After Pittsburgh notched its first victory of the 2021 NFL season on Sunday, team chaplain Kent Chevalier tweeted a photo of players kneeling midfield. But the group of Steelers, joined by members of the opposing team, the Buffalo Bills, weren’t protesting anything. Instead they were praying together, and Chevalier added the hashtag #DeflectTheGlory.
Comments on social media were overwhelmingly positive. “Now that’s what knees are for,” writes one person. Another notes, “The only reason you should take a knee is to honor our Heavenly Father.” On the Western Journal website, Jack Davis expresses relief that the tweeted photo wasn’t “just one more snippet of the social justice shenanigans that have become a hallmark of the NFL.”
Those comments refer to players in numerous sports who have kneeled during the national anthem, protesting police brutality against black Americans.
Chaplain Urges Steelers to Play for God, Not Themselves
Chevalier, who served as a pastor for more than two decades before joining the Steelers staff, says prayer permeates the team environment, both on and off the field. Before games, uniformed players are often “holding hands in the shower” area to pray, a visual the chaplain says he never could have imagined.
While talking with players, Chevalier encourages them to focus on spiritual obedience, not on scores or individual accolades. He reminds the Steelers “they are playing for God’s glory, not for the name on the back of their jerseys,” according to an interview with Steelers Takeaways.
As a chaplain, Chevalier says he’s there “to love and serve,” not to “push my faith on you” or to “be a Bible thumper.” Instead, he strives to help players “use their platform to share their faith.”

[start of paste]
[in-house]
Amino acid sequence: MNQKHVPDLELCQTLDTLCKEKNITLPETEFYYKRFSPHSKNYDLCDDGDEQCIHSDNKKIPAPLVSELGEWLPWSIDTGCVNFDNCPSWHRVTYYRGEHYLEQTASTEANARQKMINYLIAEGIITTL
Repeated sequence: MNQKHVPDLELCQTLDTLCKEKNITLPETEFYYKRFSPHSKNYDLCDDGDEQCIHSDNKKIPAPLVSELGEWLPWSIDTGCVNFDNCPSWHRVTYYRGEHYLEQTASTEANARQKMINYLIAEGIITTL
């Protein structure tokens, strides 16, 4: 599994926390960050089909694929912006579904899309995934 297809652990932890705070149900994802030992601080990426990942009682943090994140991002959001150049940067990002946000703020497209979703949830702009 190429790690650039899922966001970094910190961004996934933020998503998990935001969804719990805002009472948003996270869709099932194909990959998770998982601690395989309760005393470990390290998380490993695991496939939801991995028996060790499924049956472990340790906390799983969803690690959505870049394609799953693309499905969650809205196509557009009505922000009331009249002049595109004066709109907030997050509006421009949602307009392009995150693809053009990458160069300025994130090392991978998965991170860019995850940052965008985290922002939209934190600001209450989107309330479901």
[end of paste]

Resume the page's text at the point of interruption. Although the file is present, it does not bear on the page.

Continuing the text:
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Much of Chevalier’s ministry with the team occurs during private, one-on-one times that he describes as “Nicodemus moments.” Referring to Jesus’ nighttime encounter with a Pharisee in John 3, the chaplain says that just as Nicodemus didn’t want anyone to know he was talking to Jesus,” some players “don’t want to be seen with me.” So he often receives “late-night texts or calls asking to meet me at night to talk about things,” and “that’s where most of my ministry is done.”
The Love and Support Go Both Ways
When Chevalier’s brother died from COVID-19 complications last November, he discovered that the love he feels for the Steelers is mutual. Grief left him “too messed up to even lead chapel” for a while, so tight end Vance McDonald filled in.
McDonald, who has since retired, tells Sports Spectrum that even though Chevalier had been the team chaplain for just two years at that point, he’d already “done amazing things for each of us individually” and helped form a “strong brotherhood of Christians on this team.” Chevalier says the outpouring of love and support was humbling—and reinforced the feeling that the Steelers are a family.
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After his brother died, Chevalier posted a video saying, “I grieve with hope.” The chaplain admits having lots of questions for God but says he thinks God is okay with—and not afraid of—our questions. He encourages people who are struggling with grief to reach out and to accept other people’s acts of ministry.
“It’s okay to not be okay,” says Chevalier. “It’s okay to ask for help. I’ve been seeking out Godly counsel and [have] great brothers around me. But there’s some stuff I’m realizing that’s being unearthed by this grief that they really can help me with.”